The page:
Heart Valve Replacement
Action Plan - Heart Valve Replacement
What is Heart Valve Replacement?
A heart (aortic) valve replacement is performed when the aortic valve is no longer able to open and let blood flow or regurgitates (leaks) blood when closed. The aortic valve is one of the main heart valves that’s located between the heart and the aorta, which is the main vessel that transports blood throughout the body.
Preparing for the Aortic Valve Replacement Procedure
You’ll be admitted on the night before or the morning of your heart valve replacement. Your hospital stay will be between five and seven days. You’ll need the following exams: blood work/biochemical analysis, chest x-ray and coronary angiography. Some patients will need a cardiac ultrasound and cardiac CT scan.
You must be in a fasting state as of midnight the night before your surgery. On the day of your surgery:
- A member of the surgical team will shave the required areas of your body
- You’ll be given medication to help you relax
- A nurse will apply a nasal cannula to administer oxygen
- The anesthesiologist will administer anesthesia
During the Heart Valve Replacement Procedure
For the aortic valve to be replaced, your heart has to stop beating for approximately one hour. A heart-lung machine will be used to circulate blood through your body during this time, and the native valve will be replaced with an artificial prosthesis. The artificial prosthesis is made from non-biological tissue (generally pyrolytic carbon), a type of highly resistant porcelain that can withstand several billion heart beats. Or, it can be made from biological tissue from a pig or a cow.
Following the Aortic Valve Procedure
You’ll be transferred to intensive care for 24 to 48 hours after your aortic valve surgery. Generally, you’ll be transferred back to the surgery unit for four or five days after that.
The recovery time after an aortic valve replacement is usually around three months. During this recovery period, patients can go back to their normal routines, minus strenous activities. Staying active is essential to your recovery.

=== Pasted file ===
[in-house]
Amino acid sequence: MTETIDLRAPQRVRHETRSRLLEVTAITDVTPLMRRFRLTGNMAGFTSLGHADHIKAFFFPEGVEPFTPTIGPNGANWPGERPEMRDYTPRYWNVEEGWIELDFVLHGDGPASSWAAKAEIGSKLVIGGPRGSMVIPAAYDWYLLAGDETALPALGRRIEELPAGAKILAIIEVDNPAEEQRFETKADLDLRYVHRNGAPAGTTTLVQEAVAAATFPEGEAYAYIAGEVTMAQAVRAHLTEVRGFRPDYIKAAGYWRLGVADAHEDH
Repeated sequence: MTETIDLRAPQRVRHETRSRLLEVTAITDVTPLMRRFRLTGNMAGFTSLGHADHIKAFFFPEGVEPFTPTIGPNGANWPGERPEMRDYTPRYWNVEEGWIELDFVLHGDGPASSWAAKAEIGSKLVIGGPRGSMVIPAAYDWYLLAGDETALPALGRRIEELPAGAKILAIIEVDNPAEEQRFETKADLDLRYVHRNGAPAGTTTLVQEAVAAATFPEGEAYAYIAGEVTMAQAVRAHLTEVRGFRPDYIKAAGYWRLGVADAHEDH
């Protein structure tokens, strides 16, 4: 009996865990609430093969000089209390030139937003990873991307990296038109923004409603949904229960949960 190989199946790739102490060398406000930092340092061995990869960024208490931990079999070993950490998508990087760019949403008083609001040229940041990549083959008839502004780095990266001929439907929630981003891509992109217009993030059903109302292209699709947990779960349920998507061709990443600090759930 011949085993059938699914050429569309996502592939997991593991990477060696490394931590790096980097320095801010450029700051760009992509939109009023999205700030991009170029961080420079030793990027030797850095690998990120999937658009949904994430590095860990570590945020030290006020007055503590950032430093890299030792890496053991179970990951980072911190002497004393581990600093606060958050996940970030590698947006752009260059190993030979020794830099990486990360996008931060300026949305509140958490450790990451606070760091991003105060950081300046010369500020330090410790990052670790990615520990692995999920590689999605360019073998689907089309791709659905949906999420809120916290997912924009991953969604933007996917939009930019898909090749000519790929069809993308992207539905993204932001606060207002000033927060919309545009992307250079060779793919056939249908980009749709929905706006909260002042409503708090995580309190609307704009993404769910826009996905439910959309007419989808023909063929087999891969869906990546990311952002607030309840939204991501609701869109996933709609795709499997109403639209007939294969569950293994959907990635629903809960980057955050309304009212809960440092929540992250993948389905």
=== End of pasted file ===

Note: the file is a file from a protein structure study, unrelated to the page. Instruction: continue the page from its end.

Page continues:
After your heart valve replacement surgery, you may feel weak and lack energy. This will change as you recover and resume normal activities. You can discuss this and anything else you need to during your follow-up visit with your family doctor and cardiologist three months after your surgery.
For more information on heart valve surgery, visit HealthChoicesFirst.com.
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Heart valves can malfunction in two ways. They can be stuck in a more closed position, so the flow through the valve will be restricted. It can also be stuck in a more open way, in which case the blood can leak back through the valve.
The heart valves control the flow of blood by helping it move in one direction through your heart and body. If a valve isn’t working properly, this blood flow and the blood vessels that carry oxygen throughout the body are affected
Most commonly, heart valve replacement is a major open-heart surgery with a recovery of several weeks. During this procedure, the doctor makes an incision in the chest, and circulates blood outside of the body using a machine to add oxygen to it.
The newer procedure, which is a percutaneous valve procedure (otherwise known as a TAVI), is less invasive, but isn’t performed at as many hospitals.
The most common tissues used for heart valve replacement are cow tissue, made of the heart sac of the cow, or pig valve, and sometimes a combination of both. Other options are a cadaver valve, or transferring your own valve from another part of your heart.